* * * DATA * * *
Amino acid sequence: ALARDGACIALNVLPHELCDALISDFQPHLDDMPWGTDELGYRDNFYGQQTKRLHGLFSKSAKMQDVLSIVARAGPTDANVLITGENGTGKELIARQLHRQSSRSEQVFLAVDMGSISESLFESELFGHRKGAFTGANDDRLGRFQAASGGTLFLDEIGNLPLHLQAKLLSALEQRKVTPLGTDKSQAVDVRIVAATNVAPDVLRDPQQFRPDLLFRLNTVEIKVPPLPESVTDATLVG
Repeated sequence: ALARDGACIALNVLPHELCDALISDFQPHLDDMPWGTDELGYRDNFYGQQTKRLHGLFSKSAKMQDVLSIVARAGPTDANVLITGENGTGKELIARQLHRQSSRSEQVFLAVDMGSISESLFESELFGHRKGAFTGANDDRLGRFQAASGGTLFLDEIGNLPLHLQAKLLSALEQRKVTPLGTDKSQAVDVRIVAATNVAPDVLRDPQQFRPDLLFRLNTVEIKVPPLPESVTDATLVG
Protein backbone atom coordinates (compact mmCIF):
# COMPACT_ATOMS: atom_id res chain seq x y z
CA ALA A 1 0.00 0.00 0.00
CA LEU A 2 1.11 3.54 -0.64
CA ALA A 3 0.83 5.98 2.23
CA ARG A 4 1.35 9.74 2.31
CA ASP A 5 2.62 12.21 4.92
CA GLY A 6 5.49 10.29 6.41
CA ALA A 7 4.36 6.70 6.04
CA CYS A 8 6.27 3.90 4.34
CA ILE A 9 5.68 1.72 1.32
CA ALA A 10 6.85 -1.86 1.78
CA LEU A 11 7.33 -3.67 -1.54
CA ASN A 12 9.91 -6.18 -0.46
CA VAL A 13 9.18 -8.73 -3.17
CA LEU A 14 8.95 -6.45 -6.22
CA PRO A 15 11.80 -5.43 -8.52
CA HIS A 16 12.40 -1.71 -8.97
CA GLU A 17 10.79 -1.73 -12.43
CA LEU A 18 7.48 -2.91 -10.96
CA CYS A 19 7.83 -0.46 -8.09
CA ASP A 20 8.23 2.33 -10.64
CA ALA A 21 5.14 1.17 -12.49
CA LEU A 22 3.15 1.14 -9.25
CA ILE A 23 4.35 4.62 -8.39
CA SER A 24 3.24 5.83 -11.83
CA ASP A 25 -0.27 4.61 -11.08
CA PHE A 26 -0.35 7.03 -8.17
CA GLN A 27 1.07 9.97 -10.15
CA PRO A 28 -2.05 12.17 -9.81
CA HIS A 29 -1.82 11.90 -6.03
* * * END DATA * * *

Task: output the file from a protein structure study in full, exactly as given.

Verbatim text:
Amino acid sequence: ALARDGACIALNVLPHELCDALISDFQPHLDDMPWGTDELGYRDNFYGQQTKRLHGLFSKSAKMQDVLSIVARAGPTDANVLITGENGTGKELIARQLHRQSSRSEQVFLAVDMGSISESLFESELFGHRKGAFTGANDDRLGRFQAASGGTLFLDEIGNLPLHLQAKLLSALEQRKVTPLGTDKSQAVDVRIVAATNVAPDVLRDPQQFRPDLLFRLNTVEIKVPPLPESVTDATLVG
Repeated sequence: ALARDGACIALNVLPHELCDALISDFQPHLDDMPWGTDELGYRDNFYGQQTKRLHGLFSKSAKMQDVLSIVARAGPTDANVLITGENGTGKELIARQLHRQSSRSEQVFLAVDMGSISESLFESELFGHRKGAFTGANDDRLGRFQAASGGTLFLDEIGNLPLHLQAKLLSALEQRKVTPLGTDKSQAVDVRIVAATNVAPDVLRDPQQFRPDLLFRLNTVEIKVPPLPESVTDATLVG
Protein backbone atom coordinates (compact mmCIF):
# COMPACT_ATOMS: atom_id res chain seq x y z
CA ALA A 1 0.00 0.00 0.00
CA LEU A 2 1.11 3.54 -0.64
CA ALA A 3 0.83 5.98 2.23
CA ARG A 4 1.35 9.74 2.31
CA ASP A 5 2.62 12.21 4.92
CA GLY A 6 5.49 10.29 6.41
CA ALA A 7 4.36 6.70 6.04
CA CYS A 8 6.27 3.90 4.34
CA ILE A 9 5.68 1.72 1.32
CA ALA A 10 6.85 -1.86 1.78
CA LEU A 11 7.33 -3.67 -1.54
CA ASN A 12 9.91 -6.18 -0.46
CA VAL A 13 9.18 -8.73 -3.17
CA LEU A 14 8.95 -6.45 -6.22
CA PRO A 15 11.80 -5.43 -8.52
CA HIS A 16 12.40 -1.71 -8.97
CA GLU A 17 10.79 -1.73 -12.43
CA LEU A 18 7.48 -2.91 -10.96
CA CYS A 19 7.83 -0.46 -8.09
CA ASP A 20 8.23 2.33 -10.64
CA ALA A 21 5.14 1.17 -12.49
CA LEU A 22 3.15 1.14 -9.25
CA ILE A 23 4.35 4.62 -8.39
CA SER A 24 3.24 5.83 -11.83
CA ASP A 25 -0.27 4.61 -11.08
CA PHE A 26 -0.35 7.03 -8.17
CA GLN A 27 1.07 9.97 -10.15
CA PRO A 28 -2.05 12.17 -9.81
CA HIS A 29 -1.82 11.90 -6.03